Each Christmas season someone decorates a pine sapling as a Christmas tree along a stretch of Highway 98 in the Naval Live Oaks, a federally protected forest near my home. I’ve watched the sapling double in size the last few years, supporting heavier ornaments each year. And every year I wonder why someone decorates that particular tree in that particular spot. Did someone die there? Is it a shrine like the white crosses along so many highways?
I’m fascinated with holy wells, retablos, grottoes and roadside shrines. It’s a morbid interest, I know. But viewing symbolic objects on display in a special place entrances me. My curiosity has led me to research state laws and white cross guidelines for memorializing highway deaths. I keep an eye out for roadside shrines and on a recent trip to verify a historical marker for my book, I found a fascinating one.
The historical marker I was searching for is the third in the Pensacola area honoring Colonial-era botanist William Bartram. This one is located on the same Highway 98, about 25 miles northwest of the Christmas tree. It’s at the Florida entrance to the Lillian Bridge which crosses Perdido Bay at the state line. On my roadtrip to find the marker, I missed it on my initial approach and was forced to make a u-turn in Alabama. I crossed back into Florida, quickly veered off the road to park and barely avoided a construction ditch. Traffic flew by.
I inched out of my car, camera in hand, watching for oncoming vehicles zooming off the bridge like downhill racers. The historical marker by the bridge’s guard rail is on tricky terrain — a steep drop off.
To my surprise, the beautiful gold-embossed William Bartram Trail marker established by the National Council of Garden Clubs had been vandalized with spray paint. Of the many markers I have verified for my book, this is the first to be defaced. Only after I discovered the roadside shrine did I realize the graffiti read R.I.P. I had stepped into another world – a shrine on the highway of the dead.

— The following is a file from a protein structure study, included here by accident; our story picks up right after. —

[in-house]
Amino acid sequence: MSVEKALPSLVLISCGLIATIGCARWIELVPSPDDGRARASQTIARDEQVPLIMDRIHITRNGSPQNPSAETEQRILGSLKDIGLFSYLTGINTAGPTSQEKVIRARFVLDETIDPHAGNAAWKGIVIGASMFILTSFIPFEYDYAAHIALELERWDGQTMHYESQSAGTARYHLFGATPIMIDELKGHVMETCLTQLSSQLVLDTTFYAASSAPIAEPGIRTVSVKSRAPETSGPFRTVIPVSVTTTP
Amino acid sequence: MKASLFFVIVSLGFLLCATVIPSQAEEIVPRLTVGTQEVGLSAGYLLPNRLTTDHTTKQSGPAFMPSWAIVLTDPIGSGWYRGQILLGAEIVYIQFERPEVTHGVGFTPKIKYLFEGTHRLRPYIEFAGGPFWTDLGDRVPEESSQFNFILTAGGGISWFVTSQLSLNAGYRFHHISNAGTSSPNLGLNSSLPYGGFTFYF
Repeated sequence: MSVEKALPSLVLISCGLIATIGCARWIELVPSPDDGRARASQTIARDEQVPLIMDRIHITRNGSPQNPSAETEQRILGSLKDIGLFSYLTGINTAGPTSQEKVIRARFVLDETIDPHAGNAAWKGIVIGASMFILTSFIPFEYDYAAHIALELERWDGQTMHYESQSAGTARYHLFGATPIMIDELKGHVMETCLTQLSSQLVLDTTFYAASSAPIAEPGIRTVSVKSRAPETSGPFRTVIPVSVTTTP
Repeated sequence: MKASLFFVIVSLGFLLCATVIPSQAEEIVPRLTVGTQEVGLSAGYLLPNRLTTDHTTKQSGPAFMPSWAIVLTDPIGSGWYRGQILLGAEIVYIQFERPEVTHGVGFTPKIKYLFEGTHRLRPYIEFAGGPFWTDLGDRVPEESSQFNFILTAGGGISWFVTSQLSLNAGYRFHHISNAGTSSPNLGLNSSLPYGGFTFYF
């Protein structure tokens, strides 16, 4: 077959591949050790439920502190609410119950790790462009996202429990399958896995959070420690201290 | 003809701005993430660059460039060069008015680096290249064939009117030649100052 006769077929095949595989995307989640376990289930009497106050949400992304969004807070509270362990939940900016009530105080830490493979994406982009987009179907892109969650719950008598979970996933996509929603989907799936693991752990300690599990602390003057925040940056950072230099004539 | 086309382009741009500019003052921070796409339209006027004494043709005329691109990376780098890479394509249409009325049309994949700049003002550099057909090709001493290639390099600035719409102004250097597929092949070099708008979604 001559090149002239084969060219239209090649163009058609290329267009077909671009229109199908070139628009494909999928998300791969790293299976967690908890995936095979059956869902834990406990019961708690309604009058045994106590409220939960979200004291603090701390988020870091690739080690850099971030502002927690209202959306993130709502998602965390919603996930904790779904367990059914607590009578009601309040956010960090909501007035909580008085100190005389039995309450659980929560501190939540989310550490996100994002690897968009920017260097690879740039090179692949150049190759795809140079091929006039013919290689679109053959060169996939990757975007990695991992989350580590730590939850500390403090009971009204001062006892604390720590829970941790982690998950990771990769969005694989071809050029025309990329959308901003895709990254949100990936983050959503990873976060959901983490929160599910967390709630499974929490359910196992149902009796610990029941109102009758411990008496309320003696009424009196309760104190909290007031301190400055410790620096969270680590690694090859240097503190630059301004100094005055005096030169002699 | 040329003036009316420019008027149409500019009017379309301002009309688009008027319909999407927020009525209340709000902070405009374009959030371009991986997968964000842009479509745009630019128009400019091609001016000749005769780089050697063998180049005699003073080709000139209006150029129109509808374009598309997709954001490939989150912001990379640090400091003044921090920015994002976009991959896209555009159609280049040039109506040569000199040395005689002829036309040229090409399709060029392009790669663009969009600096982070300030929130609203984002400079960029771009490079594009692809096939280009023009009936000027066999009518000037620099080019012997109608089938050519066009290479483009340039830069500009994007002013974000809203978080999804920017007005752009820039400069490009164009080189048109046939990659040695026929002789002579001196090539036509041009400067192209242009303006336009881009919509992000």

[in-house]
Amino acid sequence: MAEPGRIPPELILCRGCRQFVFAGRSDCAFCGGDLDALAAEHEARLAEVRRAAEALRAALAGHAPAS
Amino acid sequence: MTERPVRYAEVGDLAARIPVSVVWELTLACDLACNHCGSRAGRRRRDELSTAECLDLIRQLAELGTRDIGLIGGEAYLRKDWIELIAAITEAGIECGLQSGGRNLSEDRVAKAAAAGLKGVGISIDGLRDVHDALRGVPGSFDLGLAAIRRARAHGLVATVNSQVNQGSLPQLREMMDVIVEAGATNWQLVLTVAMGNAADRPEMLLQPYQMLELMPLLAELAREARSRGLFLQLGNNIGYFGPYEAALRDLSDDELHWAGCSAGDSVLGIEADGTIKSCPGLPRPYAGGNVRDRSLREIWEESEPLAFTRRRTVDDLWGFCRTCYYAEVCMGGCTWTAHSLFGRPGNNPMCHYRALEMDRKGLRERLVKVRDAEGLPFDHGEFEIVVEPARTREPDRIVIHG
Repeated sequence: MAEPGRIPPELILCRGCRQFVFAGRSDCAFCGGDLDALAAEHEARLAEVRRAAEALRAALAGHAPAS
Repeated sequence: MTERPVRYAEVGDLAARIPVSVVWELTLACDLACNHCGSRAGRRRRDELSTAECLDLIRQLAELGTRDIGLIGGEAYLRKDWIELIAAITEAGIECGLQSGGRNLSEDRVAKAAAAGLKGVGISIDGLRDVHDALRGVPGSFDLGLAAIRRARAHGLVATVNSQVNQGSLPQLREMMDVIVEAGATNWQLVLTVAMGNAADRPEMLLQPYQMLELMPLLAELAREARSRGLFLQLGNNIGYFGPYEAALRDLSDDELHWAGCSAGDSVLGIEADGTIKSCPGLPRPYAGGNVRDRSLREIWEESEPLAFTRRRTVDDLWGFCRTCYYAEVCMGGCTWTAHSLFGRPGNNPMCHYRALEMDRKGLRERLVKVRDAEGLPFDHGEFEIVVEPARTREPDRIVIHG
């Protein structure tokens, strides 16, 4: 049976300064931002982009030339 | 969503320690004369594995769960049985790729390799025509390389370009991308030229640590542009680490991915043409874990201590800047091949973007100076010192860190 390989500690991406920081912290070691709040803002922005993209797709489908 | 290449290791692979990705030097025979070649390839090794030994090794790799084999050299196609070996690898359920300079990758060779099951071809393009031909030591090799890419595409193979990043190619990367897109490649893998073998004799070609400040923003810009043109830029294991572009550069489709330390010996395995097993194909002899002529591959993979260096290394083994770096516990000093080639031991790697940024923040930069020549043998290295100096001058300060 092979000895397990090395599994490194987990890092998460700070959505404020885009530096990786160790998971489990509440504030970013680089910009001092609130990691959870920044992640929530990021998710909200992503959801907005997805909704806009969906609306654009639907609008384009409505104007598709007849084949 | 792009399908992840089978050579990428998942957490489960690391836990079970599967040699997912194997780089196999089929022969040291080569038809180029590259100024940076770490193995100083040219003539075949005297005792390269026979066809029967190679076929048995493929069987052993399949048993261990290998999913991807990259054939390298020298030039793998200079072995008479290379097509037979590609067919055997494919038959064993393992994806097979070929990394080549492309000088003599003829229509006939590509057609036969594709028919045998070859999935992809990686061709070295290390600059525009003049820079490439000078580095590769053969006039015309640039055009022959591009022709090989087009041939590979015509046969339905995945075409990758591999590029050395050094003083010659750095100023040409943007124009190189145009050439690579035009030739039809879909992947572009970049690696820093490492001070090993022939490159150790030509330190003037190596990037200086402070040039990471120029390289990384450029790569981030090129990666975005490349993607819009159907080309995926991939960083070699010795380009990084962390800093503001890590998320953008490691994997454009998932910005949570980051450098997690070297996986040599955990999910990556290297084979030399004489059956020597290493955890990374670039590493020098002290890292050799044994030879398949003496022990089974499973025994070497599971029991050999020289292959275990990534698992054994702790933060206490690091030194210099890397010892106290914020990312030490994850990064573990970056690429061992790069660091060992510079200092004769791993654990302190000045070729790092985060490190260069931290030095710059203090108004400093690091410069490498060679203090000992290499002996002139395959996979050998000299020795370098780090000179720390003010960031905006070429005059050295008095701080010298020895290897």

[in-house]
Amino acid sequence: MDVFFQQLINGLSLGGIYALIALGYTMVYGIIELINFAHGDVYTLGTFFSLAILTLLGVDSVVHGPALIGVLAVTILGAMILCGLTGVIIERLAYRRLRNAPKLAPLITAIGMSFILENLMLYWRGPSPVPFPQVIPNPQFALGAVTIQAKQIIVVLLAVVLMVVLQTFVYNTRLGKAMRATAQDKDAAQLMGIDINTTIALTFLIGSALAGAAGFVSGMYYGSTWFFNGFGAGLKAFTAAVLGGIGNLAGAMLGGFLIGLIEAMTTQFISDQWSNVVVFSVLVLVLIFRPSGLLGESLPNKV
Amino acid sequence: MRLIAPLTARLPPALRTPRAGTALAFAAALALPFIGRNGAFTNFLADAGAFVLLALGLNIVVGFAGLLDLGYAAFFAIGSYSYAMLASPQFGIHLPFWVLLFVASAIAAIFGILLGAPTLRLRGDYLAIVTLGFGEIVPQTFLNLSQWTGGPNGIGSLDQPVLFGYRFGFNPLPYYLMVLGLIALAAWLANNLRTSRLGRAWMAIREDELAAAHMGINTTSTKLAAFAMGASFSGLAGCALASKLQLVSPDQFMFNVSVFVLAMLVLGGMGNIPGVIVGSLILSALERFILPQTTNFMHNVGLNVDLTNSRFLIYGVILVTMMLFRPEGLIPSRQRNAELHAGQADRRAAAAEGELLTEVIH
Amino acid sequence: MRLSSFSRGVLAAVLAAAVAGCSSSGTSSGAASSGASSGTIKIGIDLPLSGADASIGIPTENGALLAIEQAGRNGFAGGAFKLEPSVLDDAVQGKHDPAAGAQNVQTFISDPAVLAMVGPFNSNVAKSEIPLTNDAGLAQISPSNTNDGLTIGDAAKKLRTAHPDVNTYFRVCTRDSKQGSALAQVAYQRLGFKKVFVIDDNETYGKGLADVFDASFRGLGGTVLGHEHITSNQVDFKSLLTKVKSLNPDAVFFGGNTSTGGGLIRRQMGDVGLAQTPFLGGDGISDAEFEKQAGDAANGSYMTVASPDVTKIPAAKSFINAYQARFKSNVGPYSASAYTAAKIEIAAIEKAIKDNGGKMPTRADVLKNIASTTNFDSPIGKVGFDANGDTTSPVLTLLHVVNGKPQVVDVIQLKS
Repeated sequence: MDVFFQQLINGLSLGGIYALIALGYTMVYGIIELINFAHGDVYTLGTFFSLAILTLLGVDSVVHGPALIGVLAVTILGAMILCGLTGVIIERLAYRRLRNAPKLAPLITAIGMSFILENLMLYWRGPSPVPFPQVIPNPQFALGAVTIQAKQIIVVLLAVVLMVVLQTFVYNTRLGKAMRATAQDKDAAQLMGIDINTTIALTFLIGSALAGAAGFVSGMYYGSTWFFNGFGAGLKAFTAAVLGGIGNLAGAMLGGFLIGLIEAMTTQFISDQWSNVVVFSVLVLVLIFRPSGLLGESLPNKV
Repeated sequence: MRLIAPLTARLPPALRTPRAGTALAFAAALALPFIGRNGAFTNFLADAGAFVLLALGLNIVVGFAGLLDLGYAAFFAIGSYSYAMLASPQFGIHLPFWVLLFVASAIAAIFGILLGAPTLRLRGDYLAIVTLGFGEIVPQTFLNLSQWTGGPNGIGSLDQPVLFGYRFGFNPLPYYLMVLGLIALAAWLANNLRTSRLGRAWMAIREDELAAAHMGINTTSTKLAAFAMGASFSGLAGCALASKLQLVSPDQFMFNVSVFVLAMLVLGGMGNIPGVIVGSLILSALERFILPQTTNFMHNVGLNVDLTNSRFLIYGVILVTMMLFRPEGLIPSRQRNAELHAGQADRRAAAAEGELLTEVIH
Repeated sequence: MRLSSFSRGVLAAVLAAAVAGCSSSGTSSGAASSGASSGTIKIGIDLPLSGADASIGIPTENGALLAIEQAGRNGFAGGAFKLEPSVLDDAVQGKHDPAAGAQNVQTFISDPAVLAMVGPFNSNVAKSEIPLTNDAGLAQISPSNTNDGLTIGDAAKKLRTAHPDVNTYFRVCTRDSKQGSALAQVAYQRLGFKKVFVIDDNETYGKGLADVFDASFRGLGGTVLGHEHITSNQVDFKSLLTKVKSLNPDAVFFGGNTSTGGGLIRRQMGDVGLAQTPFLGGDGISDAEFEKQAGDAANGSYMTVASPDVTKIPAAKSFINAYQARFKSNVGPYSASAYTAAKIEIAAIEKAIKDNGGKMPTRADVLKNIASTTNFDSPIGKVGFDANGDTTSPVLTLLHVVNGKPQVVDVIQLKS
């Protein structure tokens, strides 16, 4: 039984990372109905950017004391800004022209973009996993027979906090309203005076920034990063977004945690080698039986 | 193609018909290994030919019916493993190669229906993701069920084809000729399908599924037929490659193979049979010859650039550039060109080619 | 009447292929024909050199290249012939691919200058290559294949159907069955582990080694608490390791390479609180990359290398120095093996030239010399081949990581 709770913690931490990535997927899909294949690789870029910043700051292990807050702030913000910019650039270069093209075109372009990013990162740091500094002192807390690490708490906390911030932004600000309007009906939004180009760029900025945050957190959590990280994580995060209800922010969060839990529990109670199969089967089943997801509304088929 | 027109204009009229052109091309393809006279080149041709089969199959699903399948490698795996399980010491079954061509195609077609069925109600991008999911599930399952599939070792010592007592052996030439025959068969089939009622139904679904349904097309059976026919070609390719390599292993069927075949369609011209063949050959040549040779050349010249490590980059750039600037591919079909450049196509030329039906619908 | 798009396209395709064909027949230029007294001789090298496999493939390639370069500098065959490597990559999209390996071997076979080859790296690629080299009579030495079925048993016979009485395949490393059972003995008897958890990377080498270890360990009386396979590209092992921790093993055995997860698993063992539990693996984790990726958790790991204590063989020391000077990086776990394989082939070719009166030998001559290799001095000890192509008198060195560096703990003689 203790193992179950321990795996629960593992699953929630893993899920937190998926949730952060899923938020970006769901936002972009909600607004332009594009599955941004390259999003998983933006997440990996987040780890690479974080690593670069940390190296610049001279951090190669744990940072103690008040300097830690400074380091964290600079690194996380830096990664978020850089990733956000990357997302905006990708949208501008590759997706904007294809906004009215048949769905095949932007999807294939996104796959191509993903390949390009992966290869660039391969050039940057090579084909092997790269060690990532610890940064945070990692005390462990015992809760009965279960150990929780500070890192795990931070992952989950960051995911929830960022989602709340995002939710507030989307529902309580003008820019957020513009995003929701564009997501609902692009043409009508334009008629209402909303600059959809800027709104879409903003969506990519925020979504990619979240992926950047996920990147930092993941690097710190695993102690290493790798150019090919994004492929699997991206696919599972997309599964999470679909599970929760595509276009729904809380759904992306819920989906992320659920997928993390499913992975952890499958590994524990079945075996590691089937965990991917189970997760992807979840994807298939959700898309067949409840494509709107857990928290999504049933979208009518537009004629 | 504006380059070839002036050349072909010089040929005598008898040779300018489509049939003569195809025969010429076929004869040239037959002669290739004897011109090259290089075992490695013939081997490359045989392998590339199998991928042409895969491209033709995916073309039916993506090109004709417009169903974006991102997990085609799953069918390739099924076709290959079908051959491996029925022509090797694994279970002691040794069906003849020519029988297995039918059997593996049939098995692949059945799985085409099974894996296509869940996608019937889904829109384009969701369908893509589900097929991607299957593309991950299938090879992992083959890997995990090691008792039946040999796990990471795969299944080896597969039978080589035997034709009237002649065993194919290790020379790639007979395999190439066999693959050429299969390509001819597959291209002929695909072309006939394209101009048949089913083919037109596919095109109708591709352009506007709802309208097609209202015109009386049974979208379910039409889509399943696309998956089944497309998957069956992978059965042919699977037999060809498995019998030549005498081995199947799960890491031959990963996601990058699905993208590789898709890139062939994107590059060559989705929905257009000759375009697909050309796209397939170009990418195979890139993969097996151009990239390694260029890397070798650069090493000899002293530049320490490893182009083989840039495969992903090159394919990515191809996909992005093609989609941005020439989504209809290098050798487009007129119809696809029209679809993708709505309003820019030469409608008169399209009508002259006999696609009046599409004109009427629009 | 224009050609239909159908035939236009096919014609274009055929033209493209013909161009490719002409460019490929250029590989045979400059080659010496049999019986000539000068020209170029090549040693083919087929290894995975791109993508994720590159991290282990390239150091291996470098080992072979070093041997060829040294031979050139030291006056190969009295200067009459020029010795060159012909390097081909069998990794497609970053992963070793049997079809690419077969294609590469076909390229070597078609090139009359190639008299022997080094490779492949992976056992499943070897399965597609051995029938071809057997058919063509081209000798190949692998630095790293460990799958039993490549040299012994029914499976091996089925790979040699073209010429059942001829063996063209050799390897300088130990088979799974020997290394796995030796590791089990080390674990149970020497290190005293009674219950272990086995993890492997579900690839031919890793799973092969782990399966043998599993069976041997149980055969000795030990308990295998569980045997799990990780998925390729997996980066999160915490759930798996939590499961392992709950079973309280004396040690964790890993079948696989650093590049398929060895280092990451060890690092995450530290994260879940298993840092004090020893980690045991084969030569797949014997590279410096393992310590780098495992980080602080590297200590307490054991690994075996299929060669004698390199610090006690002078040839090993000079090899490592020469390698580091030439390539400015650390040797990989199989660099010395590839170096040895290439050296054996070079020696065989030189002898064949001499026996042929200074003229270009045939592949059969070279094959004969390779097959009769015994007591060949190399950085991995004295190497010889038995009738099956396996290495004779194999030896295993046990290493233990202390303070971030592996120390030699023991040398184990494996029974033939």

Three people – two 19-year-olds and a 48-year-old truck driver delivering lumber, died on this spot in a traffic accident around 5:00 a.m. the morning of October 10, 2019. The car crossed the center lane, caused a head-on collision, and the 18-wheeler overturned, resulting in a fiery crash and fuel spill. All three men — Russell Drummond, Christian Beech and Sheldon Ray Liddell — died on the scene. All three lived within 15 miles of the bridge.
The southside shrine to the two younger men is enclosed by a tiny decorative white fence. Inside the fence are silk flowers, trinkets and tokens, and an autograph bench. There’s evidence of recent visitors who wrote messages and left Halloween memorabilia. Or perhaps it was Día de Muertos and they brought mementos of the deceased. Across Highway 98 I saw a second shrine, but I couldn’t reach it due to traffic. There, on the opposite guard rail, Sheldon Ray Liddell, a father and grandfather, is remembered with a “Drive Safely” highway sign, photographs and flowers. I learned more about him reading online tributes from his family and members of his church.
I learned about the two younger men from the messages of remembrance written on the small bench at the shrine. Sharpie pens remained as if I, a roadside visitor, might wish to add to the tributes for Russell and Christian. Yet I felt like I shouldn’t touch the shrine out of respect for the dead.
I wonder why those mourners didn’t feel the same way about the tribute to William Bartram. Why mar a beautiful historic marker of the first botanist to explore and write about this area? What good does spray painting R.I.P. do for Christian and Russell? ATTENTION TAGGERS: show some respect for all of the dead, William Bartram included! He didn’t die here, but he made history here.
I’m glad I stopped at the shrine because it gave me a chance to think about the wilds William Bartram encountered in 1775 before the United States even existed. Today there’s no need to take a boat across the bay like Bartram but I still dodged palmettos, watched for snakes, and avoided the dagger-like Spanish Bayonet yucca, just like Bartram. Dangers are still here. Oncoming vehicles are the deadliest.
Drive safely this holiday season!